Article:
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BLOSS C.A. Heroines of the Crusades


Sir John Froissart's Chronicles of England, France, Spain and the Ajoining Countries from the latter part of the reign of Edward II to the coronation of Henry IV in 12 volumes 

Chronicles of Enguerrand De Monstrelet (Sir John Froissart's Chronicles continuation) in 13 volumes 

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Heroines of the Crusades
page 73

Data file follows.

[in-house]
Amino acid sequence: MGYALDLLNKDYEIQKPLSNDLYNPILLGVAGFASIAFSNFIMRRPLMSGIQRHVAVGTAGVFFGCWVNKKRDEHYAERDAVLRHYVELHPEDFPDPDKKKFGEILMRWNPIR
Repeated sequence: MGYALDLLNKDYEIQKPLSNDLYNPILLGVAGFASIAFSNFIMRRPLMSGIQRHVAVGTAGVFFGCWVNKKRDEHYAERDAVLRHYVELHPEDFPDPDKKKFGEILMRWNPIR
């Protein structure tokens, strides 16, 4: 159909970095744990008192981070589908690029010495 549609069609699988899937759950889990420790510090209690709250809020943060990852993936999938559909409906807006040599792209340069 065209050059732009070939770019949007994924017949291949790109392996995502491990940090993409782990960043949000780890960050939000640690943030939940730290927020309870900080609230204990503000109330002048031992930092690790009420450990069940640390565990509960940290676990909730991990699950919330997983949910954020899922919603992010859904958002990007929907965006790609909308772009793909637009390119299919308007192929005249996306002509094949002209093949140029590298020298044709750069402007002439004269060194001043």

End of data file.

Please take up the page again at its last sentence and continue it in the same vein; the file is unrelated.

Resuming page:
The long-looked-for time was now at hand, when the hoary garb of winter being laid aside, the world clad in vernal bloom, invited the pilgrims to the confines of the East. And in the beginning of March, 1097, the masses of European population began to roll. The first band that swept on through Germany into Hungary consisted of twenty thousand footmen, marshalled under Walter the Penniless. Then followed Peter the Hermit, with forty thousand men, women and children. Next a German priest headed fifteen thousand enthusiasts, and another band of two hundred thousand unarmed and disorderly people hurried on by the same path ; and ere these despe-rate adventurers had reached the borders of the Grecian Empire, Europe glittered with mustering hosts of warriors arrayed in all the pomp and splendor of chivalry, and led by the greatest warriors of the age. Few chieftains brought so many soldiers to the standard of the cross as Stephen, Count of Blois and Chartres. But notwithstanding the precipitate zeal of Bobert, and the prompt and politic measures of Adela, the summer was wasted in idle delays ; and it was not till the autumnal equinox that these distinguished nobles joined the forces of Hugh, Count of Vermandois, and crossed the Alps, intend-ing to proceed by sea to the Holy Land. They found Pope Urban at Lucca, and received from him the standard of St. Peter. The autumn was passed in the gaiety and dissipa-tion of Italy, where the earls disposed their troops for win-ter-quarters. Count Stephen returned once more to Blois, already dissatisfied with the prospects of the expedition. In the ensuing spring, one year after the time designated by the pope, with Robert and Hugh, and their united forces, the husband of Adela embarked for Palestine. In the meantime numbers, disaffected by the first encounter-ing of difficulties, returned to claim subsistence from the bounty of the Countess of Blois. " Methinks, my beneficent sister," said Henry, observing her charity towards the miserable wretches, "if thou hadst seen yon beggars sell their flocks and herds for a few shil- 80 HEROINES OF THE CRUSADES.

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